Samuel Taylor Coleridge’s The Rime of the Ancient Mariner Essay

Samuel Taylor Coleridge’s The Rime of the Ancient Mariner Essay

Length: 1434 words (4.1 double-spaced pages)

Rating: Powerful Essays

Open Document

Essay Preview

Samuel Taylor Coleridge’s “The Rime of the Ancient Mariner” is a poem about a lone sailor who survives a disastrous voyage at sea. Believing himself to be responsible for this tragedy he dooms himself to recount his tale to strangers. The most common interpretation of this poem is the religious view of crime and punishment. Early in the poem the Mariner shoots an albatross a symbol of good luck. Since it is a moral wrong to shoot the albatross, for you are supposed to love “all things both great and small”, the crew eventually was punished. The Mariner’s punishment was to live a “life-in-death” by repenting and telling his story. His shipmates were punished by death for their crime of praising the death of the Albatross. The Albatross is also supposed to represent Jesus and Jesus’s crucifixion when hung around the Mariner’s neck. While there is no denying the religious symbolism I argue that the moral: to love all things great and small is not Coleridge’s the true message. Coleridge was known to have suffered from various mental disorders such as depression. His own depression is reflected in his writing, specifically, in his character the ancient mariner. Coleridge is also a storyteller like the Mariner. They both tell their own stories and we must separate Coleridge’s story from the Mariner’s.
Though, first, we must make try to make sense of the explicitly stated moral:
He prayeth best, who loveth best
All things both great and small;
For the dear God who loveth us,
He made and loveth all. (lines 614-617)
What the Mariner learns from his whole ordeal is that we should love all of God’s creatures. He seeks to spread this message around, but the “crime” does not fit the punishment. The death of an albatross does not...

... middle of paper ...

...est sad. It is due to the Wedding-Guest seeing what guilt can do to a man. We, as readers, are Coleridge’s Wedding-Guest. Coleridge writes a story within a story and makes us believe the Mariner’s story as Coleridge’s own. Though, by separating both stories from each storyteller we see that Coleridge’s story is about forgiving oneself from guilt. The Mariner was unable to do this ever since his youth and, thus suffered for the rest of his life.

Works Cited
Coleridge, Samuel. “The Rime of the Ancient Mariner.” The Broadview Anthology of British Literature The Age of Romanticism. Ed. Joseph Black ... [et al.]. 2nd ed. Buffalo: Broadview Press, 2012. 415-424. Print.
White, Harry. "Coleridge's Uncertain Agony." Studies in English Literature 1500-1900.Vol. 49, No. 4, The Nineteenth Century (2009): 807-39. JSTOR. Web. 06 Apr. 2014.

Need Writing Help?

Get feedback on grammar, clarity, concision and logic instantly.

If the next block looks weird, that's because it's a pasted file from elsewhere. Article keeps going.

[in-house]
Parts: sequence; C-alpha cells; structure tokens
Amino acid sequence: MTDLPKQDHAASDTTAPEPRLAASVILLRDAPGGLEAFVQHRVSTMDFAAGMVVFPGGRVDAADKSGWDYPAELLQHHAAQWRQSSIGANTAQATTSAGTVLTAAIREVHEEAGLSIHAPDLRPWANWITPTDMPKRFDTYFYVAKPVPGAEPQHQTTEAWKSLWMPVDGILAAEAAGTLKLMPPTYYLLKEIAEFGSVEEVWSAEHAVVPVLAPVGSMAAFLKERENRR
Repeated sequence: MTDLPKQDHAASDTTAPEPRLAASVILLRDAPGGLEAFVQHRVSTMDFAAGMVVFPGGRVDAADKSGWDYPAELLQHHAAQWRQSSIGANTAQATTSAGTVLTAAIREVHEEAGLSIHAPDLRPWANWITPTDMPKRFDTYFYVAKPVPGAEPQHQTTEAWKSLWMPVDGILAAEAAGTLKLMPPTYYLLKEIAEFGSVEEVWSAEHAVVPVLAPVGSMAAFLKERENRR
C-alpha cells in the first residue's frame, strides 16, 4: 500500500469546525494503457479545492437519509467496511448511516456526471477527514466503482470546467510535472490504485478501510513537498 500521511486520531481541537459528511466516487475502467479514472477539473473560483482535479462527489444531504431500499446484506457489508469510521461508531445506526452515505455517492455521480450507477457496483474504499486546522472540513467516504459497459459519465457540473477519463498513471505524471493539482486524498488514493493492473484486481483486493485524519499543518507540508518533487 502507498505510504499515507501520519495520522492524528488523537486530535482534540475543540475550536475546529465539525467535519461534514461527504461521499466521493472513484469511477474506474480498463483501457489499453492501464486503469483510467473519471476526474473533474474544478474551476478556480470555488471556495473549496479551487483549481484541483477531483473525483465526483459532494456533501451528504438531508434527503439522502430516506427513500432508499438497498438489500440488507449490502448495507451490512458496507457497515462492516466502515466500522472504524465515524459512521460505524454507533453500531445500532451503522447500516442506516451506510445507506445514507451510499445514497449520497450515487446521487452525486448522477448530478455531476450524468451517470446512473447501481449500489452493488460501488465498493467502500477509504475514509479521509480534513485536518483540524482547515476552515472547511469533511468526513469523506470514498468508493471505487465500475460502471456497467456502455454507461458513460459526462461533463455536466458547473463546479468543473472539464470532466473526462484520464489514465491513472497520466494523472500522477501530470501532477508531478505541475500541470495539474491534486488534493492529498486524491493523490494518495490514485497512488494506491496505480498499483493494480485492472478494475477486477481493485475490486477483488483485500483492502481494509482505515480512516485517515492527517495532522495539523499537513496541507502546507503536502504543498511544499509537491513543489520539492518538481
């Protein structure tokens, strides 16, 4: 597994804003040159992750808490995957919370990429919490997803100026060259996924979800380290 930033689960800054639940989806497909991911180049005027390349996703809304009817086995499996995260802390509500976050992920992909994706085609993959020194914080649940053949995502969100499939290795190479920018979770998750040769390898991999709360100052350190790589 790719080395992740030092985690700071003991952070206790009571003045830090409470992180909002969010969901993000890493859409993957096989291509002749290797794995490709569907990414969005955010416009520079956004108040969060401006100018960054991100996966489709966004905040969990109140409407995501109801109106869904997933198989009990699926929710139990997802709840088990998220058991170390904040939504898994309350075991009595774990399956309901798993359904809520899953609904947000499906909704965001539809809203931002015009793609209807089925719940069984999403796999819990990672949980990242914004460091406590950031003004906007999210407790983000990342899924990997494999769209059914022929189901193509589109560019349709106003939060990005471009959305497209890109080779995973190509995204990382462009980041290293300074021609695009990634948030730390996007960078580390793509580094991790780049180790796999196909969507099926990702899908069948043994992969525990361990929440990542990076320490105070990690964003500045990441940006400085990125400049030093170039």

Check your paper »

Analysis Of The Rime Of The Ancient Mariner By Samuel Taylor Coleridge Essay

- The Depressing Truth: An Analysis of The Rime of the Ancient Mariner by Samuel Taylor Coleridge Occasionally, the wisest people are often the sadest. The harsh realities of the world often take an effect on the experienced individuals, causing a depressed mindset. The world as we know it has many luxuries, but with those commodities also comes sorrow and miseries. One piece of literature that shows this relationship is Samuel Coleridge’s Rime of the Ancient Mariner. A sailor is cursed for killing an albatross, and primarily lives to tell the tale of the ghost ship....   [tags: Samuel Taylor Coleridge]

Powerful Essays
729 words (2.1 pages)

The Rime Of The Ancient Mariner By Samuel Taylor Coleridge Essays

- In “The Rime of the Ancient mariner” the author, Samuel Taylor Coleridge, uses multiple literary elements and techniques to portray the meaning of the work to readers. A recurring central idea in Coleridge’s poem, a change in perspective aids the change of certain circumstances in an individual’s life, becomes known to readers through the use of allusion, conflict and setting. This ensures that readers fully grasp the experiences the mariner goes through on his journey. Biblical allusions emerge throughout the poem that reference the cross, Jesus and Jesus’ disciples....   [tags: Samuel Taylor Coleridge, Albatross]

Powerful Essays
1419 words (4.1 pages)

Samuel Taylor Coleridge's The Rime of the Ancient Mariner Essay

- Samuel Taylor Coleridge's “The Rime of the Ancient Mariner” seems like a simple story of a man lost at sea and defeating the odds, but if you hone in on the visual and aural details you see that it’s much more. The whole story revolves around the theme of religious transformation and Coleridge uses these visual and aural symbols to convey and drive home this theme. He starts the story immediately with a lot of detail creating the setting of where the mariner is going and to whom the mariner is going to tell his tale....   [tags: the mariner's manifest motive]

Powerful Essays
1496 words (4.3 pages)